I'm not trying to defend the war. I am just saying the issue is harder than it looks.


Hate crimes?

Discussion at Agoraphilia.

Quoting from the Chicago Tribune:

The simplest answer to this is that when hatred for a particular group or class or race is the obvious motive for an attack, that attack becomes, in effect, two crimes. The first is the offense itself. The second is the implicit threat that offense makes to other members of that group, class or race.

Intimidation is already a crime, with or without hate crime law. Threatening someone is already an offense. So if hate crime law represents an improvement, it must be because it addresses a form of intimidation that is otherwise ignored in law. Presumably that is intimidation of a "group, class, or race". That is, it is diffuse intimidation directed against a group of people rather than a single person, against which there is presumably no law prior to hate crime law.

This makes hate crime law look like an attempt to address a public goods problem.

However, hate crimes are not in any way unique here. A criminal is a menace not only to his immediate victim but to everyone in the neighborhood, and when he is caught everyone breathes a sigh of relief. A mugger not only harms his immediate victim, but harms everyone else by making them afraid to go out at night.

It is nevertheless usually deemed "enough" to nab the criminal for the particular crime. The mugger, once caught, is tried for a particular crime, and then, if he is convicted, he is put away, making the whole neighborhood that much safer for everyone. There's a positive externality in defending yourself against a criminal, which might lead to an undersupply of defense against criminals.

In any case the public goods problem of defending against crime seems to be a general problem with crime and not a problem specific to hate crime.

Hate crimes, it is worth remembering, are first of all crimes, even if we ignore the element of hate. So there is already some defense against hate crimes: they can be prosecuted as regular crimes. If there is a problem, it is not that there is no defense against hate crimes, but only that there is an undersupply of defense against hate crimes. But as I mentioned before, much the same thing could be said of ordinary crime, because ordinary crime victimizes - via a diffuse intimidation - a lot more people than just the immediate victim.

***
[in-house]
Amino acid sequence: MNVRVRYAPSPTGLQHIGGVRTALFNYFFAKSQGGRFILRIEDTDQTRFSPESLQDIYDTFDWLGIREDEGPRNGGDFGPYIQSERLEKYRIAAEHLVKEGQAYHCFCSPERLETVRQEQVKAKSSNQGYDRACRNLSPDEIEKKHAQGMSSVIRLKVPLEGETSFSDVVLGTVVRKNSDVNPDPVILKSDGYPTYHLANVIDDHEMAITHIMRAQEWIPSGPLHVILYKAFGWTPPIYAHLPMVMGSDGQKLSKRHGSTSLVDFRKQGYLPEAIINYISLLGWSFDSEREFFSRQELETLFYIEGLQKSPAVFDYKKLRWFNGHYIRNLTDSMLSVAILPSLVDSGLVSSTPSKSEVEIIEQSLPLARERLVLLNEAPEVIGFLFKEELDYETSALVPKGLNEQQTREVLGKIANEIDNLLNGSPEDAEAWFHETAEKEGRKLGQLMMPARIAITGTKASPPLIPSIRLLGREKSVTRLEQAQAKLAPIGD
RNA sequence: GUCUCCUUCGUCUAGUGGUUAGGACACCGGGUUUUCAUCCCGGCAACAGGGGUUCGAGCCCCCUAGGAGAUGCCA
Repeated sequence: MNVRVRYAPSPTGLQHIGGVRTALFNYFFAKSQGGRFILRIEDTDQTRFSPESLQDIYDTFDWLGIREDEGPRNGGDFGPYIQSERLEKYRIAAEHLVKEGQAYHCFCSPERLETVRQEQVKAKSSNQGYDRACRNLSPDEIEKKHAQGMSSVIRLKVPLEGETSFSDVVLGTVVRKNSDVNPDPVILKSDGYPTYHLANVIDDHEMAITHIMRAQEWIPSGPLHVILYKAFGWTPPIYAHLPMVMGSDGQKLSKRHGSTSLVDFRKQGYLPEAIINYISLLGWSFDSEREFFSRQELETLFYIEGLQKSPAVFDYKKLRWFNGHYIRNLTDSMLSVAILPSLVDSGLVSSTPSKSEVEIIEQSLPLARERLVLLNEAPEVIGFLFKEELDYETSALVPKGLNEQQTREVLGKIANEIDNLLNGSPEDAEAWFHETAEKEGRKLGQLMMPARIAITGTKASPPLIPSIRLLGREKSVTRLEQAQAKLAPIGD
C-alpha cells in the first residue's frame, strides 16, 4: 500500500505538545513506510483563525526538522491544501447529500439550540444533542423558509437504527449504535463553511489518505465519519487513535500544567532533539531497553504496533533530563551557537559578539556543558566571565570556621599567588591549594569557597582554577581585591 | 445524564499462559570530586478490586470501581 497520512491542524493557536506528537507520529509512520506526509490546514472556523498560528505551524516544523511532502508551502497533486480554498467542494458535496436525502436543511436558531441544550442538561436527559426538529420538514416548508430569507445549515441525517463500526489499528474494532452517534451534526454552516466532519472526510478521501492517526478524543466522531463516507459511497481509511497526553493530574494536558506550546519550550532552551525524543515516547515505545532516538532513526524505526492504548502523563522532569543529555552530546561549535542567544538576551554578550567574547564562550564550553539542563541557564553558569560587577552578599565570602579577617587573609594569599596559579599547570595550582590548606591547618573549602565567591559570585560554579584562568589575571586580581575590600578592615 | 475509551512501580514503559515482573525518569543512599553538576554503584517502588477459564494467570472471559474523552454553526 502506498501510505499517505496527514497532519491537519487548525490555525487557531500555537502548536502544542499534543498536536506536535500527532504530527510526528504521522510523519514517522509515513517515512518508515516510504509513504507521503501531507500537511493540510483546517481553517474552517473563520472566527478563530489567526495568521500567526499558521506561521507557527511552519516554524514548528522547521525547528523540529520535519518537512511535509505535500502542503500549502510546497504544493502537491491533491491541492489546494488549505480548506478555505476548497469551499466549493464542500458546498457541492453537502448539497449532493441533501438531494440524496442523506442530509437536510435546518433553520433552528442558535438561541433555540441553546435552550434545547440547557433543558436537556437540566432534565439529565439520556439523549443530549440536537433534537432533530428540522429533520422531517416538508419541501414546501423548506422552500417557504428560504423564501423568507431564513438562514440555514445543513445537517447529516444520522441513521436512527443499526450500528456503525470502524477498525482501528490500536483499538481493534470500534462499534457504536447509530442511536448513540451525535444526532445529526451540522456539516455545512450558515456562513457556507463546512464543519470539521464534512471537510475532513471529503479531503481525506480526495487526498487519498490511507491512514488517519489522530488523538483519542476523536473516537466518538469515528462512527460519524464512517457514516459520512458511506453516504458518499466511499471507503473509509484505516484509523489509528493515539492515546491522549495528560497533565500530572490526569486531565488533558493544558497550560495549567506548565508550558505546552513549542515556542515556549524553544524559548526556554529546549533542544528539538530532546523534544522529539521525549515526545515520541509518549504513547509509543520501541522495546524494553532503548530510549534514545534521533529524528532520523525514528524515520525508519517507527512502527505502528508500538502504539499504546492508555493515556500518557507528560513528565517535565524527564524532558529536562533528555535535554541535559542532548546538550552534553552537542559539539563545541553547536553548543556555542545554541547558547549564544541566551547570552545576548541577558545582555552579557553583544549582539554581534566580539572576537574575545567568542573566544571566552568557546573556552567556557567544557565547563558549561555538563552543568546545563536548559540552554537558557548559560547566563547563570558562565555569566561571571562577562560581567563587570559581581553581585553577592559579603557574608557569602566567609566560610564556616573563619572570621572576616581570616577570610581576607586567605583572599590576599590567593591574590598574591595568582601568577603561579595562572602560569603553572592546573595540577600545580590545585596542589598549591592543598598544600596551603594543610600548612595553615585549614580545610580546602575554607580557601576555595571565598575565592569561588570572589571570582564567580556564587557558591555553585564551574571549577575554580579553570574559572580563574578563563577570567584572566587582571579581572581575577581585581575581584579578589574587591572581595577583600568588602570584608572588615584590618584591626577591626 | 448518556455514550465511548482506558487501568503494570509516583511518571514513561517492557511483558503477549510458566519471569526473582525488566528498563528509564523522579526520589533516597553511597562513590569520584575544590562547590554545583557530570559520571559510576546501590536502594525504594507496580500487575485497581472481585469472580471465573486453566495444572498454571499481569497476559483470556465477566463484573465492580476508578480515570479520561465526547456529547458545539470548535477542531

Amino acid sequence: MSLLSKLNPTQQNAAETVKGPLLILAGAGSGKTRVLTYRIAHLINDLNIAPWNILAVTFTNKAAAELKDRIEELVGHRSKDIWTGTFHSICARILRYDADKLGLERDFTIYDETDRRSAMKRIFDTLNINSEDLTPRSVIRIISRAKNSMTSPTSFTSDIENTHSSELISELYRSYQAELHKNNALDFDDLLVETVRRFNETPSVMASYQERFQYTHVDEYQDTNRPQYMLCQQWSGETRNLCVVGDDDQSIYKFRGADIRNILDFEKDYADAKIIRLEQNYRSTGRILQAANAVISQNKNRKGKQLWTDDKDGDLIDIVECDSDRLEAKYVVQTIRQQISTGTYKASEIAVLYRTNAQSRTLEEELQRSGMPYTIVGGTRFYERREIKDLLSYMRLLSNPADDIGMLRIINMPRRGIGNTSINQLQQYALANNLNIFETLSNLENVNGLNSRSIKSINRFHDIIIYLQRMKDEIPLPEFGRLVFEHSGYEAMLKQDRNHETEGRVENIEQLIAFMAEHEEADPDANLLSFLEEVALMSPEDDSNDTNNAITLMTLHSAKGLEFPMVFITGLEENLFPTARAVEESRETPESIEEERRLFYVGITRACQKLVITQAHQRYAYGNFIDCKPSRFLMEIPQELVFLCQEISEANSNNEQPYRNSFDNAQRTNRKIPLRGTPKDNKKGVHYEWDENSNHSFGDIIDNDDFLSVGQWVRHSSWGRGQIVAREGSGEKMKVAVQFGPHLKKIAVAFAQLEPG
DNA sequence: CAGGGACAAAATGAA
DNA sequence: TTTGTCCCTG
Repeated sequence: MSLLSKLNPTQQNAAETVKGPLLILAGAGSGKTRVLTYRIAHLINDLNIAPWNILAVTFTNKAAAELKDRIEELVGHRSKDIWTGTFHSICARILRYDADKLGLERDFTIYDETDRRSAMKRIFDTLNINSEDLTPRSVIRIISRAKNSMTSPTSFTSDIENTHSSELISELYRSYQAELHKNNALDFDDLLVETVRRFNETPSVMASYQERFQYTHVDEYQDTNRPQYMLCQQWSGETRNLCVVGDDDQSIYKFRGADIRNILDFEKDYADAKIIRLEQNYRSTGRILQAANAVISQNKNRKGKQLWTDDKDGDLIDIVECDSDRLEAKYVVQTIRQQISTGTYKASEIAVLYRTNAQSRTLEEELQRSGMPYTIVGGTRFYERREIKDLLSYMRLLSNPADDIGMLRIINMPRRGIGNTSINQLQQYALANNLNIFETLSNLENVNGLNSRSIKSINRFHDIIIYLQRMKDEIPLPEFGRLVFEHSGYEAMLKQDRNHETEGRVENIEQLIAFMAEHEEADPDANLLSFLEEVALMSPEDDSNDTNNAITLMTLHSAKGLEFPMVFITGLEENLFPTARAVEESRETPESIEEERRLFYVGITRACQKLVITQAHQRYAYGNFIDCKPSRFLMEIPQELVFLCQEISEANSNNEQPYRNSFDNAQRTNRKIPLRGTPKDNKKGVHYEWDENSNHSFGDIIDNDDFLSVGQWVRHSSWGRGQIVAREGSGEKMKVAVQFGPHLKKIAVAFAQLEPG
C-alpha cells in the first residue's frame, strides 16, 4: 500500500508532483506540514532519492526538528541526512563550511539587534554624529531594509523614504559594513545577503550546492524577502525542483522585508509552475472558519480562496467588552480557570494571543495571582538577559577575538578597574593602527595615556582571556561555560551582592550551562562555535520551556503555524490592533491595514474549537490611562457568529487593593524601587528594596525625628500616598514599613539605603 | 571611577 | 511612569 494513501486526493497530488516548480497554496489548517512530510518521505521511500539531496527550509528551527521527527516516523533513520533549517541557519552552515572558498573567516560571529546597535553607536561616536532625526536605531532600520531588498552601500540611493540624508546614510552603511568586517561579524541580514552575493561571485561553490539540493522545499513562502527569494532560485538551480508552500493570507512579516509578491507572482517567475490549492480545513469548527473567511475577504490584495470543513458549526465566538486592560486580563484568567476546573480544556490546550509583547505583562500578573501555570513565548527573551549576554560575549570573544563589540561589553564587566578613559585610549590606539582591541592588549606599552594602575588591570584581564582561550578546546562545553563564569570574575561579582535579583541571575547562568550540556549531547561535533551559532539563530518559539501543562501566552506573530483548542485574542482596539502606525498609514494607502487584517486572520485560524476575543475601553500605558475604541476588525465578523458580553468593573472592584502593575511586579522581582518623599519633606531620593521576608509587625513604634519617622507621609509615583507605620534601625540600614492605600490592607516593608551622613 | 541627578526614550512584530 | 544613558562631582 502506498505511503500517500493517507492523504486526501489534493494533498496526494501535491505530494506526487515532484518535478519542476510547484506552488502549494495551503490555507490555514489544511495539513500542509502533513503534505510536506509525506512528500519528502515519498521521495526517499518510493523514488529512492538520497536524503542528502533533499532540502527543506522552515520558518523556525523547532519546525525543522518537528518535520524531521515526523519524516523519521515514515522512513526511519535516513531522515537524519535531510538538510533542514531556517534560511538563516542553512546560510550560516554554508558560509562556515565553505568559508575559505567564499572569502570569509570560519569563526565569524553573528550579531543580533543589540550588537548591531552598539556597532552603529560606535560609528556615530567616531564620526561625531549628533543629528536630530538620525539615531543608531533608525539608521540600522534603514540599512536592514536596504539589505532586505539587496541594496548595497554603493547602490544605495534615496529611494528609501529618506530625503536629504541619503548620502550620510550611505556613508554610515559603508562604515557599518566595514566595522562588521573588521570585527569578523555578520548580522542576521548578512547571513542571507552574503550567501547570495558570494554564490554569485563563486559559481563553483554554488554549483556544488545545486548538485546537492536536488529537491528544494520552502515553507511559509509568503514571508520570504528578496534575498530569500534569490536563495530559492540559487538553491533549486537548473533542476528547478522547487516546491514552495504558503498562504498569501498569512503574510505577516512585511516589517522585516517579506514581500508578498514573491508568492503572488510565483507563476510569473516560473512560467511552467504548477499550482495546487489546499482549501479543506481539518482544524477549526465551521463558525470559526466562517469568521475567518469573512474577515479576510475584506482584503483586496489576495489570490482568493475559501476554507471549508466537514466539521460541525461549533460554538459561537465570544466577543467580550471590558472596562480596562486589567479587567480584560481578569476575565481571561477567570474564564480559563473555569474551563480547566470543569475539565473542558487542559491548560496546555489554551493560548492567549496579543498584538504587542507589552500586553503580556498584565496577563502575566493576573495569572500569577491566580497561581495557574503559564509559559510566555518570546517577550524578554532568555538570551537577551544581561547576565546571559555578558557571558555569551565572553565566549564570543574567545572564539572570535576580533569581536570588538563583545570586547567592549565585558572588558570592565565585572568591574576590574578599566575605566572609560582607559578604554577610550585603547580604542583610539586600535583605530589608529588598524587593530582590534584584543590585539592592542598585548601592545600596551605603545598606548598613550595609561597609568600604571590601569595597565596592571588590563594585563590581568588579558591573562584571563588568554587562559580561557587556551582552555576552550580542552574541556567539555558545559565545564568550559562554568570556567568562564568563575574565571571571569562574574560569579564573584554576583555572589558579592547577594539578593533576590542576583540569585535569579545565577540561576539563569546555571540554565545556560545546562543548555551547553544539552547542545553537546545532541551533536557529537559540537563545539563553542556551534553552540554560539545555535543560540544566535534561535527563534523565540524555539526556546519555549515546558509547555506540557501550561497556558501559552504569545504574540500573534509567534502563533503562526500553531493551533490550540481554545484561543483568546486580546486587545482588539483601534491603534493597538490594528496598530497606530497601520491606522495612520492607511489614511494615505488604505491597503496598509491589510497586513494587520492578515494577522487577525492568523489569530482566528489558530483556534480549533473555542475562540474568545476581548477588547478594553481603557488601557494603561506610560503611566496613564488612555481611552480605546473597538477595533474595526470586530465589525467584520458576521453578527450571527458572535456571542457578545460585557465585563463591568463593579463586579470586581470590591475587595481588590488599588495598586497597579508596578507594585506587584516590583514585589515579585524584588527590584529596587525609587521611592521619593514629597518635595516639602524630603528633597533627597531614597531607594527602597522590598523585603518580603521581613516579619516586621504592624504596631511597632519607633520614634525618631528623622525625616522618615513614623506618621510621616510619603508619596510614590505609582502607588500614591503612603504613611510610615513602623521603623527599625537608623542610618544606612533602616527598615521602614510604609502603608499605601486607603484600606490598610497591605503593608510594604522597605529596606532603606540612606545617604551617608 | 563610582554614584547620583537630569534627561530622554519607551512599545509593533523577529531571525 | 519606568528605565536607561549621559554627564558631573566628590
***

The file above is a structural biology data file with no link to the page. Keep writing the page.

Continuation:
Psychological Egoism

Some time ago, a debate raged across Catallarchy and Crooked Timber about whether psychological egoism was true. A standard objection to the doctrine is that there is no conceivable action which couldn't be ultimatle selfish, thus it is simply a tautology, akin to "a triangle is a 3 sided figure." I think this objection fails because there is an action which is inconsistent with psychological egoism.

Imagine a man who is on the verge of suicide. He literally has a cocked and loaded gun in his mouth with his finger on the trigger. As he begins to squeeze the trigger, he realizes that he has no life insurance policy, has racked up $20,000 in debt, and would leave the entire mess to his wife if he killed himself. Out of concern for his wife, he takes the gun out of his mouth and decides to continue living.

The psychological egoist has a major problem with this thought experiment because it doesn't seem as if the man could possibly be acting out of his own self interest. His wife's predicament should play no role in his decision if he is an egoist. Even if he would feel guilty for hurting his wife or acting immorally, he can't feel these feelings if he is dead. If death is better than living before the realization, then death must be better after the realization.

One could object that he is worried about his potential afterlife. Realizing that hurting his wife could land him in hell, the man might be avoiding the lesser of two evils. This objection fails, however, because suicide could land him in hell. If the man was worried about going to hell, he wouldn't have tried to commit suicide in the first place.